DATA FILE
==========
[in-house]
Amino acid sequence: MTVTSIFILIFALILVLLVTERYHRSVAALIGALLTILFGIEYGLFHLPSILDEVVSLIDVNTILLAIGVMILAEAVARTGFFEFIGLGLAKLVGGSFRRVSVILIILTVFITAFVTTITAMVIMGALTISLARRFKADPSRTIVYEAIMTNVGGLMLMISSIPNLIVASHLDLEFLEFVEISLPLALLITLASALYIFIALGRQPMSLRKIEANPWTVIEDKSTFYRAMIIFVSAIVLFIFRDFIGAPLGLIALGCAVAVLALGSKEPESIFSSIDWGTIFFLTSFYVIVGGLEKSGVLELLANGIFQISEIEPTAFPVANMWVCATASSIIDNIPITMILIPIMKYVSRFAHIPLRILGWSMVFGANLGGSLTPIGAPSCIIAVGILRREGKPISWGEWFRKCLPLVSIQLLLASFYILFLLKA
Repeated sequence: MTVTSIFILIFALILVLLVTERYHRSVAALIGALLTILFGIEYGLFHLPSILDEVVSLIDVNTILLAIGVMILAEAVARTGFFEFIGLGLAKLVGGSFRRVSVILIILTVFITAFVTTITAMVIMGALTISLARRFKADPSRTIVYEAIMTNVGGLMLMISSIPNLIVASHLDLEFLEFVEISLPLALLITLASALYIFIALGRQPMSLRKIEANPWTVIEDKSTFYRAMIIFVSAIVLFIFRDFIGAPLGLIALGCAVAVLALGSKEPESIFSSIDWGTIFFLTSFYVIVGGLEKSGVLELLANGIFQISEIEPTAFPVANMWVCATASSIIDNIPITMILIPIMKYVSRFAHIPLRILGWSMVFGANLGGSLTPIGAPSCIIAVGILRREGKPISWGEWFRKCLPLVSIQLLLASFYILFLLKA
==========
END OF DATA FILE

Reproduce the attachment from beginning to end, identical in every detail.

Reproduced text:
[in-house]
Amino acid sequence: MTVTSIFILIFALILVLLVTERYHRSVAALIGALLTILFGIEYGLFHLPSILDEVVSLIDVNTILLAIGVMILAEAVARTGFFEFIGLGLAKLVGGSFRRVSVILIILTVFITAFVTTITAMVIMGALTISLARRFKADPSRTIVYEAIMTNVGGLMLMISSIPNLIVASHLDLEFLEFVEISLPLALLITLASALYIFIALGRQPMSLRKIEANPWTVIEDKSTFYRAMIIFVSAIVLFIFRDFIGAPLGLIALGCAVAVLALGSKEPESIFSSIDWGTIFFLTSFYVIVGGLEKSGVLELLANGIFQISEIEPTAFPVANMWVCATASSIIDNIPITMILIPIMKYVSRFAHIPLRILGWSMVFGANLGGSLTPIGAPSCIIAVGILRREGKPISWGEWFRKCLPLVSIQLLLASFYILFLLKA
Repeated sequence: MTVTSIFILIFALILVLLVTERYHRSVAALIGALLTILFGIEYGLFHLPSILDEVVSLIDVNTILLAIGVMILAEAVARTGFFEFIGLGLAKLVGGSFRRVSVILIILTVFITAFVTTITAMVIMGALTISLARRFKADPSRTIVYEAIMTNVGGLMLMISSIPNLIVASHLDLEFLEFVEISLPLALLITLASALYIFIALGRQPMSLRKIEANPWTVIEDKSTFYRAMIIFVSAIVLFIFRDFIGAPLGLIALGCAVAVLALGSKEPESIFSSIDWGTIFFLTSFYVIVGGLEKSGVLELLANGIFQISEIEPTAFPVANMWVCATASSIIDNIPITMILIPIMKYVSRFAHIPLRILGWSMVFGANLGGSLTPIGAPSCIIAVGILRREGKPISWGEWFRKCLPLVSIQLLLASFYILFLLKA